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EventsGeneralParticipatory Democracy

Faoi Scáth an tSléibhe

Making local history vibrant and accessible’ exciting community history and heritage exhibition and film launched in Ballymurphy

The Ballymurphy based youth and community organisation, Glór na Móna, held its end of project celebration event for its community heritage project, ‘Faoi Scáth an tSléibhe- Connecting People and Place in the Upper Springfield Area’ that aimed to document and chart the unique history of the Upper Springfield community. At Gaelionad Mhic Goill, today (Friday December 3) as part of the Gaeltacht Quarter community festival Fléadh Feirste, Glór naMóna launched an interactive heritage website (www.faoisat.com), a physical exhibition curating the history of the area and a documentary charting the inspirational story of the Upper Springfield.

Speaking at today’s event, Dr Michael Pierse, aSenior Lecturer in Irish Literature and academic expert in the field of working class history said:

This ‘Faoi Scáth an tSléibhe- Connecting People and Place in the Upper Springfield Area’ is all about connecting people to place, deepening our cultural heritage, generating conversations, understanding and not a little pride, and it is certainly a vindication of the foresight of its funders at the National Lottery Heritage Fund. By collecting local stories, preserved through the stylish project website www.faoisat.com, producing short documentaries, collecting and curating photographs, interviews, and scans, this project makes local history vibrant and accessible. Projects like this restore dignity; give areas like this a better sense of their rich histories and their importance.

I’d like to commend the team at Glór na Móna on this wonderful project. It’s an outstanding example of partnership between the community and academics and practitioners in public history—an initiative that both changes our vision of the past and has a vision for the future, as I can see through Glór na Móna’s ambition to extend these activities into a new long-term community hub.  This is precisely the kind of thing public monies should be funding in terms of heritage development. It raises ambitions and expectations. It builds resources, resilience and skills. We see before us the tangible benefits, but those intangibles—the feelings and energies released by a project like this—are, I suspect, its most important outputs.

Michael Lyons, from Redhead Conference an Exhibitions, who designed the community heritage exhibition stated:

‘The scope of heritage material being excavated in the Upper Springfield is extraordinary. For future interpretation, public display and interactive engagement, the team at Glór na Móna have established an initiative that will form the basis of many future heritage projects. The heritage capital being unearthed is a community heritage, a political heritage, a youth development heritage, a language heritage, an activism heritage, an economic heritage, a sporting and cultural heritage and an environmental heritage.’

‘The concept of Connecting People and Place that has framed this current project is so authentic. It has real currency in helping local people celebrate that heritage and validates the vision of the Glór team that visitors both local and international will want to come, spend time, learn, explore, touch and feel this history in this spectacular setting at the foot of the Belfast Hills. The exhibition, the website and the film launched today have set a standard for what’s to come in the future. We look forward to supporting Glór na Móna in continuing to curate this unique heritage offering as part of their exciting and ambitious vision for an interpretive heritage café in their future ‘Croí an Carraige’ capital project.’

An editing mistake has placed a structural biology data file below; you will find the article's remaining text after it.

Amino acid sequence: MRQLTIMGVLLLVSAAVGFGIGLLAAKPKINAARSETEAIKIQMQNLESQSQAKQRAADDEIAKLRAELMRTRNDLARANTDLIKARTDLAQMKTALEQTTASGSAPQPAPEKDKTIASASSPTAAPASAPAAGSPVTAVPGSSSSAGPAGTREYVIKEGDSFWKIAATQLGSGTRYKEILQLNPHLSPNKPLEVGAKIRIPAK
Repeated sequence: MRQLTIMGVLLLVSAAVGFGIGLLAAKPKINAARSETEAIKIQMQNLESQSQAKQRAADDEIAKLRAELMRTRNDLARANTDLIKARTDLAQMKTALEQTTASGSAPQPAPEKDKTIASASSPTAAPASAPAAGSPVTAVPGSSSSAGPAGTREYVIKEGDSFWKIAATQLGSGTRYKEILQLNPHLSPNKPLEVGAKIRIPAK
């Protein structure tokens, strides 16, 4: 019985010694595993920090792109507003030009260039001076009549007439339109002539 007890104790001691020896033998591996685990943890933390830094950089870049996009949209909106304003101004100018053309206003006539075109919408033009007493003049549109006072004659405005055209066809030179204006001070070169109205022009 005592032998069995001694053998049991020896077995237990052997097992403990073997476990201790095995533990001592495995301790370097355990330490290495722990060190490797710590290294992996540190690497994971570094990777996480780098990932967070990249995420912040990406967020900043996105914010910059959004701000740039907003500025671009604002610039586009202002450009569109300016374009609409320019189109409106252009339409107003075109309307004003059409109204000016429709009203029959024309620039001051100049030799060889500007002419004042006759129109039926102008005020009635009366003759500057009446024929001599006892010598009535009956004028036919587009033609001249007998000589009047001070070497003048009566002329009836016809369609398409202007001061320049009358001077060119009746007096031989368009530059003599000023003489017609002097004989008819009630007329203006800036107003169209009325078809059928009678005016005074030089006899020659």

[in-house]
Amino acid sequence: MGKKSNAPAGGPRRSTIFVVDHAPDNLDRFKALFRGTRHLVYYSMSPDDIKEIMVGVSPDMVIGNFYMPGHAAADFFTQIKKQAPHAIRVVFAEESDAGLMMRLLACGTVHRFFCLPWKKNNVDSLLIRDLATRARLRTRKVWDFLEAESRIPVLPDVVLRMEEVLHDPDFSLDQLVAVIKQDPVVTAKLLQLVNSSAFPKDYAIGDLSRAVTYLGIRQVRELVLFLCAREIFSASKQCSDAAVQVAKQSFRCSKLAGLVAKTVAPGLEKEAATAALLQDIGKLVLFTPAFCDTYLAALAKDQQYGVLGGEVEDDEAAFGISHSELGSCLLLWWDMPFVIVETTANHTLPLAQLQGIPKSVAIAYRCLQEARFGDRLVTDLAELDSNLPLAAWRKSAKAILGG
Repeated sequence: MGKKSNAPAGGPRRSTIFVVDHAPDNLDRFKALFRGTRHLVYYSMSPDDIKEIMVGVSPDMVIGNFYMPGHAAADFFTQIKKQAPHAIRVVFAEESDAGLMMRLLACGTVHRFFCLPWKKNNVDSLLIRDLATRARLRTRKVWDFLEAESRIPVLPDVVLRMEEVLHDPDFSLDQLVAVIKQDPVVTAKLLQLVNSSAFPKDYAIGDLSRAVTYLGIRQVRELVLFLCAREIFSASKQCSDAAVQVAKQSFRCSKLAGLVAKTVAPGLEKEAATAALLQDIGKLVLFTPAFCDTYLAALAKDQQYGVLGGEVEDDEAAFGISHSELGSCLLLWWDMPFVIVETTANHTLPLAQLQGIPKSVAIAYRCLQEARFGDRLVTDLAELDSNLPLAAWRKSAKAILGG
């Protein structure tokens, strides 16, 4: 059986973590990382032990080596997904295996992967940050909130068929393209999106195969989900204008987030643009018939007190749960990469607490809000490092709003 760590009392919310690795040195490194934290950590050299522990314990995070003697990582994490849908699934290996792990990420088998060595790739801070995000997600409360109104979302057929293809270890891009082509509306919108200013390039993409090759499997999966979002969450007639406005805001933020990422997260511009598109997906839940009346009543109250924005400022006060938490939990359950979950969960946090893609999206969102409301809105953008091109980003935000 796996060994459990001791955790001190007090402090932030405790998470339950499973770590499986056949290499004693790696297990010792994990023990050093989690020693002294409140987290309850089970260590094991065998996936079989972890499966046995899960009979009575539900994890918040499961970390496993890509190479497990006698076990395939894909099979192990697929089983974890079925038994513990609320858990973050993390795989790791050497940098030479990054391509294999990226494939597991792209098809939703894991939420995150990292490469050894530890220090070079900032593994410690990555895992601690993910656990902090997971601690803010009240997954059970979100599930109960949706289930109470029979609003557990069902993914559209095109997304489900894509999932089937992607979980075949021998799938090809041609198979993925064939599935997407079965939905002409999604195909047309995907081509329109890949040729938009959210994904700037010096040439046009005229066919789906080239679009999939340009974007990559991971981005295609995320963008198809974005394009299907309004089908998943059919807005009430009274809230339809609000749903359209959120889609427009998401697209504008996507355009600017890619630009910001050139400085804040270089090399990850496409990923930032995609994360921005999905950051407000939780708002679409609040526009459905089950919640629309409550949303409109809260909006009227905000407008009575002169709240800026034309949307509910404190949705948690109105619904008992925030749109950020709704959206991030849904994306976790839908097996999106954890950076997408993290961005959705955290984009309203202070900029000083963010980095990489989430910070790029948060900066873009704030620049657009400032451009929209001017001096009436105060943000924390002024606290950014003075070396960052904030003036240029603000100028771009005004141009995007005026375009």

Dr Paul Mullan, Director of the National Lottery Heritage Fune NI, commented ‘the Glor na Mona project is a great example of how community heritage can reach into the heart of a community to tell its story in a very personal but relatable way. It reveals a community through decades of good and challenging times. The National Lottery Heritage Fund is delighted to have supported this great work.

Concluding the event, Executive Director of Glór naMóna, Dr Feargal Mac Ionnrachtaigh stated:

‘We would like to thank all the speakers for their kind words of support and are especially grateful to Dr Paul Mullan for coming today and to the National Lottery, Heritage Fund for supporting our project over the past two years. Our aim, from the outset, has been to engage with the local community in uncovering, exploring and excavating the social, cultural, natural and environmental history of our proud working-class community.

‘The Upper Springfield and Greater Ballymurphy area is renowned for its exemplary ability to develop ground-breaking community self-help initiatives spanning over 50 years and our website, exhibition and documentary films aim to preserve, showcase and make this hidden history accessible as a valuable community resource that helps embed and strengthen the communities pride and connection to local place.

‘The project has been built on community participation from the beginning and overlapped with the considerable community support we have evidenced in our recent Feasibility study undertaken on new flagship Irish medium community capital facility, Croí na Carraige on the land adjacent to our current Gaelionad Mhic Goill building. Thisfeasibility study identified our community heritage offering as central to a vision for a vibrant multi-purpose Irish Medium hub with families, young people and the local community at its heart. We look forward to working with the National Lottery, Heritage fund to expand our archive and help make this vision a reality’.

For more information:

Director: Dr Feargal Mac Ionnrachtaigh


More information on project can be found here: www.faoisat.com

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